An extra $3 million could be spent to complete the development of a long-awaited community hub, taking the total project cost to more than $12.7 million, if approved by councillors next week.
Hepburn Shire councillors will consider a report at a council meeting on Tuesday night that recommends the extra funds be invested to complete the development of the Hepburn Hub at The Rex in Daylesford.
If the extra $3.012 million was approved, it is expected The Rex would open for community use in April 2021.
When it is completed we will be the envy of every small rural council in the state.Evan King, Hepburn Shire Council CEO
The project report comes as community frustration at the project grows - many problems and alleged mismanagement of the project has caused a delivery delay of more than three years.
Hepburn Shire Mayor Cr Licia Kokocinski said council acknowledged the frustration of the community with the progress and associated costs.
"While exciting, the Hepburn Hub at The Rex is a challenging project and we accept we have not met community expectations, particularly in the early planning and management," she said.
"We apologise to our community for the delay."
The revised project scope for the Hepburn Hub at The Rex details plans to deliver four commercial tenancies, a library, council offices and a community auditorium.
Council purchased the building in 2016 for $6.345 million, with an original development budget of $1.25 million.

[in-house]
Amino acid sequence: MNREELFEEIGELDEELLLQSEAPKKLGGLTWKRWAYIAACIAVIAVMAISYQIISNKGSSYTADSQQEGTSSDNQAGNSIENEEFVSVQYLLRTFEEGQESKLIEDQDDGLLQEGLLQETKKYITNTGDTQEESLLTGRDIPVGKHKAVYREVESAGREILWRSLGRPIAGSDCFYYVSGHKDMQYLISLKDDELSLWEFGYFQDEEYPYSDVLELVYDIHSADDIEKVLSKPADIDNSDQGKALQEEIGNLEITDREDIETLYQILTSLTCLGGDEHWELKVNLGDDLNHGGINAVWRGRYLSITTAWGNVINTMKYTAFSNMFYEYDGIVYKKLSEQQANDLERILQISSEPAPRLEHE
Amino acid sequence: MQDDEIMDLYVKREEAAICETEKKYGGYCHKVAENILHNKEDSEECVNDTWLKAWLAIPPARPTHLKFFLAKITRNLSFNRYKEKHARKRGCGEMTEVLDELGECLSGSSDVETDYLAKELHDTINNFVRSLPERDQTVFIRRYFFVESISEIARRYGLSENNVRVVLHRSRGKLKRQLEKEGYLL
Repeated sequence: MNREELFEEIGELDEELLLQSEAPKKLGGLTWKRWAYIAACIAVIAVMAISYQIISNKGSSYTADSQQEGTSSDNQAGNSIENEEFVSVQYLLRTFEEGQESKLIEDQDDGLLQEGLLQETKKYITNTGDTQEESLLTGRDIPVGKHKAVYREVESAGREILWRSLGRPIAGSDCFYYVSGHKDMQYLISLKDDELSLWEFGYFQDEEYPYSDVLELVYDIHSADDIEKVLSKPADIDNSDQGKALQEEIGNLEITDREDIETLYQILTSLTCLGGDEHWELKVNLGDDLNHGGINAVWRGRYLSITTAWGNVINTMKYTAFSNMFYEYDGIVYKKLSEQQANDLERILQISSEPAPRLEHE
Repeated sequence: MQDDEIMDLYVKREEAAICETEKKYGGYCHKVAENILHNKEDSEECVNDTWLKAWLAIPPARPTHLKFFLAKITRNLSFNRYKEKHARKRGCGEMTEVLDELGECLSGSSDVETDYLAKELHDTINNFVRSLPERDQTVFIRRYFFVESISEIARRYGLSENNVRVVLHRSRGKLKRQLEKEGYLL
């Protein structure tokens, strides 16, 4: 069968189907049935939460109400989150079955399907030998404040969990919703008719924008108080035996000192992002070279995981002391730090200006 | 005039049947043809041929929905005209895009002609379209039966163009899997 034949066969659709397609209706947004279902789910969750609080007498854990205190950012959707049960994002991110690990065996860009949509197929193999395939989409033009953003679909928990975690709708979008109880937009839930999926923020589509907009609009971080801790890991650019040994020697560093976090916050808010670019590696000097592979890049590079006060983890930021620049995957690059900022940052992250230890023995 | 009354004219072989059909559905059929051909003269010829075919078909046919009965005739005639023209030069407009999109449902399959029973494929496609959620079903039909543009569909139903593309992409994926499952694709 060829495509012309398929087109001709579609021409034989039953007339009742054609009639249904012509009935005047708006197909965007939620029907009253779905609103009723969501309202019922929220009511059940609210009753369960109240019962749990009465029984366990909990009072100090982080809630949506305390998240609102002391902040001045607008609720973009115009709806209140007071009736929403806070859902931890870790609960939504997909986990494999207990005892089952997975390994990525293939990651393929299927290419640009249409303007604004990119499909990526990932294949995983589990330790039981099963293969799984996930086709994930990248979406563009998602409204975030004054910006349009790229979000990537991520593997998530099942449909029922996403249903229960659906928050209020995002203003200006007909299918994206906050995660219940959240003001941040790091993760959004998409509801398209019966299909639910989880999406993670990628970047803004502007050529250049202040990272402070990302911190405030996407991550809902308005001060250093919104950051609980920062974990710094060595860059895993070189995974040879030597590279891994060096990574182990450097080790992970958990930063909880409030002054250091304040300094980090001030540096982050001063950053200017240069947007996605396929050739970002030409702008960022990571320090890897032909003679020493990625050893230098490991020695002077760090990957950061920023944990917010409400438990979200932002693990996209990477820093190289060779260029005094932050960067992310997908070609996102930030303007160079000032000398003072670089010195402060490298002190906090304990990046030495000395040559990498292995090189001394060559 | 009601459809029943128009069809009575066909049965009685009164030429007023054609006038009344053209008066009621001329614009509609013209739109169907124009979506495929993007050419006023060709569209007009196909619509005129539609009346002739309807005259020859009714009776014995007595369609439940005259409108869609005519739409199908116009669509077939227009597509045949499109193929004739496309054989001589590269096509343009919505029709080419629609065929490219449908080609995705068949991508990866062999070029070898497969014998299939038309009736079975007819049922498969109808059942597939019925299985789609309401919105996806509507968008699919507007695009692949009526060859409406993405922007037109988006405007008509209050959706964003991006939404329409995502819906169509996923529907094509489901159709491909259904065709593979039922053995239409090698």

In mid 2017 council officers said the development would be finished by the end of 2017.
Works were suspended at the site in June 2018 to seek a planning permit as is required for works greater than $1 million.
Work has remained suspended since, pending the resolution of several regulatory, financial and technical issues.
Hepburn Shire Council chief executive officer Evan King said council had spent an 'enormous' amount of time since trying to understand the project, the works that had been contracted and the works needed to be completed.
A specialised project manager was employed last year and has worked to deliver this new report to council.
The report proposes council complete some works, before putting the remainder of the work out to tender.
It is proposed council loans the $3 million needed to complete the work and the funds be recovered from the sale of surplus buildings including the Duke Street council offices and the old library once the project is delivered.
Mr King said while the process had been 'rocky', the outcome would be fantastic.
"This is the biggest single capital project this council has done since amalgamation," he said.
"This is a significantly important asset. When it is completed we will be the envy of every small rural council in the state.
"The process has been rocky and we can't change that now, but what it delivers will be seriously impressive."
The project is currently subject to a Local Government Inspectorate review, following governance concerns which resulted in the council's new CEO Evan King self-reporting to the Local Government Inspectorate.
Cr Kokocinski said council was committed to the investigation and provided relevant information and documentation.
"Everything has been an open book. We will own the outcomes of the investigation," she said.
"We are committed to addressing it and will do what is required to fix things up. We have let them know we have already instituted a number of changes."
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